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A failure to IVF is no more a limitation. The donor egg IVF technique will allow an infertile woman with abnormally functioning ovaries to give birth to her child. This technique includes fertilization of the egg of another woman and the sperm of the intended father unless the sperm donor is not involved. Then the fused egg and sperm (embryo) are implanted into the intended woman’s uterus. The major drawback is there will be no genetic relation between the intended mother and child.

Who Can Be An Egg Donor?

A donor must be young, healthy, and have normal functioning ovaries. Most importantly the donor must be tested for any genetic disorders. The egg donor program undergoes extensive screening and mentions the background and medical history of the donor. The American Society for Reproductive Medicine recommends that egg donors must be under the age of 34. A donor source could be a family member (genetic link) or a friend. It could be from an egg bank (frozen eggs), or from a fertility clinic.

Why Donor Egg Is Needed?

Older women (over 40) are using the donor egg technique more frequently. In 2010, about 11% of all assisted reproduction techniques used donor eggs with the highest success rate among all.

Following are a few conditions that may demand donor egg IVF.

  • Donor egg IVF is generally helpful for a woman after her 40s (age-related infertility) as they get older and may reach menopause (premature ovarian failure).
  • The risk to child through genetically transmitted disease especially of the intended mother.
  • Egg production but of low quality.
  • Repetitive IVF failure.
  • Post-cancer treatment (if the ovaries or eggs were damaged or removed).
  • The woman was born without her ovaries due to a congenital anomaly.

A Fresh Or Frozen Donor Egg Cycle

In a fresh donor egg, immediate fertilization of retrieved eggs and sperm of the intended father or a sperm donor is done. Also, it is a direct transfer of a prepared embryo to the intended mother or egg being frozen for future use. Whereas, frozen donor eggs are retrieved and cryopreserved before fertilization. Later they are thawed and fertilized with the intended father unless the sperm donor is not involved.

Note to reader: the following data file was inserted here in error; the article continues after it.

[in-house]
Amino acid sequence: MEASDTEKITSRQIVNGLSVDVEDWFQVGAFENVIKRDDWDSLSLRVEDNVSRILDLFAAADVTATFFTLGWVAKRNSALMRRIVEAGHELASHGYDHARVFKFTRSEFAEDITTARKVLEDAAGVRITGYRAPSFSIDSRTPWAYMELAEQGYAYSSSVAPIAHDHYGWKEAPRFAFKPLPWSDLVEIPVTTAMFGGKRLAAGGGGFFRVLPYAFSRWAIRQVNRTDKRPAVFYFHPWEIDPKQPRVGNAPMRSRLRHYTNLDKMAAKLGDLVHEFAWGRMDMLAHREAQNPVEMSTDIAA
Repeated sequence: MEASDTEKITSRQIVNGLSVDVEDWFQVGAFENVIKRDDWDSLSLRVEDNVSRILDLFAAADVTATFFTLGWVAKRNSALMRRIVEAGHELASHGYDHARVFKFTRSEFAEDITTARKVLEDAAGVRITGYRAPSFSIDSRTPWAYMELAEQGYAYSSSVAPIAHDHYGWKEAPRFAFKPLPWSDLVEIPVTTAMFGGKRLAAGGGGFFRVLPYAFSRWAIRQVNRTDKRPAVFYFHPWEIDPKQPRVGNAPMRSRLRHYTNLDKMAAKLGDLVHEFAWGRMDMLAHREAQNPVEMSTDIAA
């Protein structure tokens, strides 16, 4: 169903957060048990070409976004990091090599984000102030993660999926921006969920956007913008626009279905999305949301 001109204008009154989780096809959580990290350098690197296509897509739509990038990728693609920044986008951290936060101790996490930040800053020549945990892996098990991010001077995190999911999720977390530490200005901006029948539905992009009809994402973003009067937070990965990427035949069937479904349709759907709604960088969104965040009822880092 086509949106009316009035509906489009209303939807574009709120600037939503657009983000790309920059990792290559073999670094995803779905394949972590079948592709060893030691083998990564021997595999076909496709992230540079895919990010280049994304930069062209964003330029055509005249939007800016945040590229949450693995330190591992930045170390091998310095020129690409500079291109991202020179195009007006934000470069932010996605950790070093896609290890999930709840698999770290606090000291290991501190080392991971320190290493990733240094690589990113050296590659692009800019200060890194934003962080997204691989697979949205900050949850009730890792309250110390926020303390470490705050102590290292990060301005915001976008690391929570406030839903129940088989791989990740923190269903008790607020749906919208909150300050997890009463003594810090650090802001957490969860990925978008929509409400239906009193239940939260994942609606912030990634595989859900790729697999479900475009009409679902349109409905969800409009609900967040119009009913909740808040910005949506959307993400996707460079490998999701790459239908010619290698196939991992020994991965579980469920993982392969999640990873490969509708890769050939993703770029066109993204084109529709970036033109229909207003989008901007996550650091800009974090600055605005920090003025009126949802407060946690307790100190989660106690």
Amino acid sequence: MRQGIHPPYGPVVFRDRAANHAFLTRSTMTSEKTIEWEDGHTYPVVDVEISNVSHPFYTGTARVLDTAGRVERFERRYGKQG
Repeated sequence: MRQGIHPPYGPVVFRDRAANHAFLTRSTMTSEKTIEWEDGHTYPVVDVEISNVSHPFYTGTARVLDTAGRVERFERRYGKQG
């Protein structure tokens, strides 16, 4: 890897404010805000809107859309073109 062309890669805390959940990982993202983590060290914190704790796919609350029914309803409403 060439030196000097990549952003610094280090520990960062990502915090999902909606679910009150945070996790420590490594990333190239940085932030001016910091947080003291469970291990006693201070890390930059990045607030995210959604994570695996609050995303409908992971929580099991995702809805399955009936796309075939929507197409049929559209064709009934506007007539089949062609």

In addition, women using fresh embryos (not frozen), have a 43.4% chance of getting pregnant in each cycle.

Pros and Cons of Fresh Donor Eggs

  • Consistently higher success rates
  • Multiple frozen embryos
  • Unforeseen circumstances
  • More coordination required

Pros and Cons of Frozen Donor Eggs

  • Time saving
  • Cheaper cost
  • Limited embryos

Treatment Cycle

The treatment cycle starts once the donor and intended mother get their periods. To stimulate egg production the donor is injected with injectable fertility drugs. The intended mother will be given estrogen supplements which will create a suitable lining. Once the egg gets into the maturation step in the donor worm, the intended mother is injected with progesterone which will prepare the uterus to prepare for the embryo. In the next step, the egg retrieval process is done and once done the active role of the donor in the cycle is over. The intended father’s semen sample is being taken. The retrieved donor eggs will be put together with the intended father’s sperm cells. Embryo transfer into the intended mother is done in a fertility clinic. Later the intended mother will take a pregnancy test to see if the cycle was a success.